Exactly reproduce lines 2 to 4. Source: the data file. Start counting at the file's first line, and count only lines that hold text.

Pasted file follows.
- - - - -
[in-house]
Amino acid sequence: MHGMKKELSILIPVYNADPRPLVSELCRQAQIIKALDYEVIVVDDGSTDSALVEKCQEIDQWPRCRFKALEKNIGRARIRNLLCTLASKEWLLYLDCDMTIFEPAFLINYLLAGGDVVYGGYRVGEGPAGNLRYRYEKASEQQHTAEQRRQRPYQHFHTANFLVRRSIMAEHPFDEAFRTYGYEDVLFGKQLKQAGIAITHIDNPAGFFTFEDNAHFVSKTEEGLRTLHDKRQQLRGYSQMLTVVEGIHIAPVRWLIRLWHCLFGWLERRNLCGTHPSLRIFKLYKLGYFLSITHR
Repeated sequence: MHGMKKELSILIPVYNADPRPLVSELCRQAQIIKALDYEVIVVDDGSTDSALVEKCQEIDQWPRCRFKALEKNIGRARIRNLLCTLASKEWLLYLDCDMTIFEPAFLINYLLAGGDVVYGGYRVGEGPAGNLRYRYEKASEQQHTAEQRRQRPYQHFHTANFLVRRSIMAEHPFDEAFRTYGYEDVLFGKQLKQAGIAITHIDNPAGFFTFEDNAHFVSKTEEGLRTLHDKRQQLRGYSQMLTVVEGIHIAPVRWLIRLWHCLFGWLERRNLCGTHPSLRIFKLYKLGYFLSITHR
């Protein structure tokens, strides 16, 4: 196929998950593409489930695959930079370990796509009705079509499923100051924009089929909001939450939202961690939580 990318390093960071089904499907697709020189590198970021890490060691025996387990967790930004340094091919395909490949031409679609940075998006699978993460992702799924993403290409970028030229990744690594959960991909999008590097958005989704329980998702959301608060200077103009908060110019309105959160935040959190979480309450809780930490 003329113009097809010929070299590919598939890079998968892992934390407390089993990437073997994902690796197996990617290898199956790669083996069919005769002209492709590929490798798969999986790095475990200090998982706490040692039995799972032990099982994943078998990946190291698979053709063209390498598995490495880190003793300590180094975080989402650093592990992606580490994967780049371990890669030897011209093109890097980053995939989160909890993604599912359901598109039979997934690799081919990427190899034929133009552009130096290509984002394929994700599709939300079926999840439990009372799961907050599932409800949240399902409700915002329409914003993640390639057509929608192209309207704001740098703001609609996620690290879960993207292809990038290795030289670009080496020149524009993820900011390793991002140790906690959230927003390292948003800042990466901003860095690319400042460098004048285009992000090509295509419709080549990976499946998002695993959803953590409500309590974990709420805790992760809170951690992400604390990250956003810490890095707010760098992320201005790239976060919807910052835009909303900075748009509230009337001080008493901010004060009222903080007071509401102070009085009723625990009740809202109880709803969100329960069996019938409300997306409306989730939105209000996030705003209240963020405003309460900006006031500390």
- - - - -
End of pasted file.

Amino acid sequence: MHGMKKELSILIPVYNADPRPLVSELCRQAQIIKALDYEVIVVDDGSTDSALVEKCQEIDQWPRCRFKALEKNIGRARIRNLLCTLASKEWLLYLDCDMTIFEPAFLINYLLAGGDVVYGGYRVGEGPAGNLRYRYEKASEQQHTAEQRRQRPYQHFHTANFLVRRSIMAEHPFDEAFRTYGYEDVLFGKQLKQAGIAITHIDNPAGFFTFEDNAHFVSKTEEGLRTLHDKRQQLRGYSQMLTVVEGIHIAPVRWLIRLWHCLFGWLERRNLCGTHPSLRIFKLYKLGYFLSITHR
Repeated sequence: MHGMKKELSILIPVYNADPRPLVSELCRQAQIIKALDYEVIVVDDGSTDSALVEKCQEIDQWPRCRFKALEKNIGRARIRNLLCTLASKEWLLYLDCDMTIFEPAFLINYLLAGGDVVYGGYRVGEGPAGNLRYRYEKASEQQHTAEQRRQRPYQHFHTANFLVRRSIMAEHPFDEAFRTYGYEDVLFGKQLKQAGIAITHIDNPAGFFTFEDNAHFVSKTEEGLRTLHDKRQQLRGYSQMLTVVEGIHIAPVRWLIRLWHCLFGWLERRNLCGTHPSLRIFKLYKLGYFLSITHR
């Protein structure tokens, strides 16, 4: 196929998950593409489930695959930079370990796509009705079509499923100051924009089929909001939450939202961690939580 990318390093960071089904499907697709020189590198970021890490060691025996387990967790930004340094091919395909490949031409679609940075998006699978993460992702799924993403290409970028030229990744690594959960991909999008590097958005989704329980998702959301608060200077103009908060110019309105959160935040959190979480309450809780930490 003329113009097809010929070299590919598939890079998968892992934390407390089993990437073997994902690796197996990617290898199956790669083996069919005769002209492709590929490798798969999986790095475990200090998982706490040692039995799972032990099982994943078998990946190291698979053709063209390498598995490495880190003793300590180094975080989402650093592990992606580490994967780049371990890669030897011209093109890097980053995939989160909890993604599912359901598109039979997934690799081919990427190899034929133009552009130096290509984002394929994700599709939300079926999840439990009372799961907050599932409800949240399902409700915002329409914003993640390639057509929608192209309207704001740098703001609609996620690290879960993207292809990038290795030289670009080496020149524009993820900011390793991002140790906690959230927003390292948003800042990466901003860095690319400042460098004048285009992000090509295509419709080549990976499946998002695993959803953590409500309590974990709420805790992760809170951690992400604390990250956003810490890095707010760098992320201005790239976060919807910052835009909303900075748009509230009337001080008493901010004060009222903080007071509401102070009085009723625990009740809202109880709803969100329960069996019938409300997306409306989730939105209000996030705003209240963020405003309460900006006031500390």